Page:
proved a most excellent servant, so good that Mrs. CAMPBELL applied for another from the same quarter, and Caroline BLENHEIM was sent up. Caroline proved as bad as Maria was good and one month after arrival both girls suddenly at an early hour in the morning decamped, taking with them sundry trinkets and £4 10s. in cash, abstracted from the drawers in Mrs. Campbell's room (and) a horse, saddle, and bridle, the property of a townsman.59

She pleaded not guilty to the larceny and was acquitted but was then charged with horse stealing and was found guilty and imprisoned. Goulburn gaol records indicate that eighteen year old Mary Maria was described as 'a Biloela girl' and a Protestant who could read and write. The record indicated that her place of birth in NSW was unknown. Darlinghurst records in 1873 confirm that Maria was a Protestant but indicate that she was seventeen and had been born in Sydney. It is unknown whether Mary Maria was ever returned to Biloela after this imprisonment but it seems likely that she was close to the age of eighteen and if proven, this age would have precluded a re-admission.

Mary Maria SPALDING married John BAILEY in Sydney in 1876. She died at 21 Hargraves Street, Paddington,60 on 25 October 1922.61 She was reported to have been sixty years of age but was actually closer to sixty-four. Only her father was named on the registration. Her death notice named her surviving children.


Mary’s parents were Samuel (X) SPALDING and Mary Ann (X) FINNEGAN who were married by the Roman Catholic minister of Singleton, John RIGNEY, on 4 June 1849. Only Mary Ann was Catholic and Samuel was shown on the record as an English Protestant. Samuel and Mary Ann both came from Peels River. The witnesses were Thomas (X) FITZPATRICK and Julia (X) FITZPATRICK of Killalea. The births registrations of each of the children of Samuel and Mary Ann SPALDING were registered in different parts of the state, strongly suggesting that the family moved around NSW possibly looking for work. Mary Maria’s birth was registered in Goulburn in 1858 as Mary M. SPAULDING.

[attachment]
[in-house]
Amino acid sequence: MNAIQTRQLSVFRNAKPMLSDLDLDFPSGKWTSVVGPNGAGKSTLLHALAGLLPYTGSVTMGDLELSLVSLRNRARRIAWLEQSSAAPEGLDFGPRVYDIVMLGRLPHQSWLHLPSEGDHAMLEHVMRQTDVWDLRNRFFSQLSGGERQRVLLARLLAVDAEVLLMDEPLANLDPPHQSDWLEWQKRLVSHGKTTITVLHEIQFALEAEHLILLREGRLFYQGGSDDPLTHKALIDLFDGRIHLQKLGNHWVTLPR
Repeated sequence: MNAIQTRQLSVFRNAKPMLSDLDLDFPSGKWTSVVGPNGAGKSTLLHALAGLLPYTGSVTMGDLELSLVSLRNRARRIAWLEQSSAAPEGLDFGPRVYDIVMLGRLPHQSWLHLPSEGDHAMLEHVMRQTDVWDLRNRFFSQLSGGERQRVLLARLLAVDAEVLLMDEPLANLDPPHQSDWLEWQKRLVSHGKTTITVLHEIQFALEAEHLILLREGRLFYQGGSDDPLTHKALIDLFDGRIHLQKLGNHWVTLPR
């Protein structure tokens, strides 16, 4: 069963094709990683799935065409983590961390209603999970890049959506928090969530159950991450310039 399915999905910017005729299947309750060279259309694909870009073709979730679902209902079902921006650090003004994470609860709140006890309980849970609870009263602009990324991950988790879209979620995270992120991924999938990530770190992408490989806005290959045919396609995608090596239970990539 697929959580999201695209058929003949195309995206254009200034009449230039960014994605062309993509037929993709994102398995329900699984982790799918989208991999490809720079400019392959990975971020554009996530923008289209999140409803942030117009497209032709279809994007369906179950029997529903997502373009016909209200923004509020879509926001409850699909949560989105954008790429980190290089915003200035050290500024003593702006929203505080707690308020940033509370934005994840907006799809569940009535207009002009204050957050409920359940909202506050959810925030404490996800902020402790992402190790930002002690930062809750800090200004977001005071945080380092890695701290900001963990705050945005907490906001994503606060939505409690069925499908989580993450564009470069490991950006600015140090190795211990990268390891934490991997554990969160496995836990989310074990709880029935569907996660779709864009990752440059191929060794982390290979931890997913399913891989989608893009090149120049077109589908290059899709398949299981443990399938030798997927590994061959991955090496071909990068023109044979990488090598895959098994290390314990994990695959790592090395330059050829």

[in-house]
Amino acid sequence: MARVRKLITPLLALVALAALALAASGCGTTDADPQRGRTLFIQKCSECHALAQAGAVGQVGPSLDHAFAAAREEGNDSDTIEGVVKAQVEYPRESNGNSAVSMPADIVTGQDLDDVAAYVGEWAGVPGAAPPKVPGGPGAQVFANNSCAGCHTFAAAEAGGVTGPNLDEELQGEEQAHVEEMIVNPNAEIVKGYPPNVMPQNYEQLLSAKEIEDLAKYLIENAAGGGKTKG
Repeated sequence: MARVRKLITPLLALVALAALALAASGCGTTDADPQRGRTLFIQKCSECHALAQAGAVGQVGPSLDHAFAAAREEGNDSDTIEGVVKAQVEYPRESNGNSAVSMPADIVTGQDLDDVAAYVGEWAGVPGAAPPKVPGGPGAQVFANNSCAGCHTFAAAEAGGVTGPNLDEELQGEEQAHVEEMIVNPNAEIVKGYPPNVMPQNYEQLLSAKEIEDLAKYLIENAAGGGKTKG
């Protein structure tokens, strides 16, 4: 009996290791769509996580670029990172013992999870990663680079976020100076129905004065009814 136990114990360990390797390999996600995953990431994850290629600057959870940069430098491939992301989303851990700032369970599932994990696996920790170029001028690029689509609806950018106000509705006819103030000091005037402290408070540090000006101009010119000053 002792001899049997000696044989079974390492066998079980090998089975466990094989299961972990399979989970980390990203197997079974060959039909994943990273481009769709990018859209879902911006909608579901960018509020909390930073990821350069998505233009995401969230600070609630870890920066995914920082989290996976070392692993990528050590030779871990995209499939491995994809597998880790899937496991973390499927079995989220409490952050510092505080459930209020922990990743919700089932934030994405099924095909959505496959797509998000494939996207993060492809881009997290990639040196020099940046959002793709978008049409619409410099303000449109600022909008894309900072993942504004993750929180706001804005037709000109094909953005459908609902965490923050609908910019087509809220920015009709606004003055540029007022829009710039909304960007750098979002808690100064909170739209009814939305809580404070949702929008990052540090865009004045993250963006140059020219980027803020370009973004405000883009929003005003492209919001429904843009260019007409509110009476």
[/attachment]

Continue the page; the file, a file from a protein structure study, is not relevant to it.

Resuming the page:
Samuel had been transported aboard the Lord Lyndoch (3) in 1837.62

Mary Ann FINNEGAN had been born in Parramatta in 1833.63 Her parents on this record were documented as Owen FINIGAN and Catherine McKIVE aka McCABE who had married in 1832.64 Owen was almost certainly the transportee who had arrived aboard the Medina and Catherine had been transported aboard the Palambam.65 Mary Ann died in Young in 1866 and her father, Owen, was confirmed on the NSW BDM Index.

Mary Ann's death was the trigger for the admission of the SPALDING children into the Industrial Schools of NSW. Owen Horatio SPALDING was apprenticed from the Vernon to Cooma into the same service as his sister with Robert John CAMPBELL, the Government Surveyor. Based on Mary Maria's behaviour, CAMPBELL requested that Owen Horatio SPALDING as an apprentice from the Vernon to Cooma. There is no reference on either of their discharges that the siblings were together and no date on his indicating an apprenticeship date. Owen's records explain that he after absconding on 21 February 1873, he was readmitted to the Vernon on 18 May and was then apprenticed to Grafton. He was again returned to the Vernon in October 1875, for 'disobedience and ill-behaviour' and before this re-admission he appears in the Grafton gaol records at this time. He was probably released from the Vernon as he was suspected of a theft in Sydney in April 1876.66 Owen was living in the Coonabarrabran area where he died at the age of twenty. No information on the fate of the three year old George SPALDING can be located in the Vernon records and it seems likely that he would have been transferred to a different institution due to his extreme youth. He has not been located in the records of the Benevolent Asylum.

Updated September 2014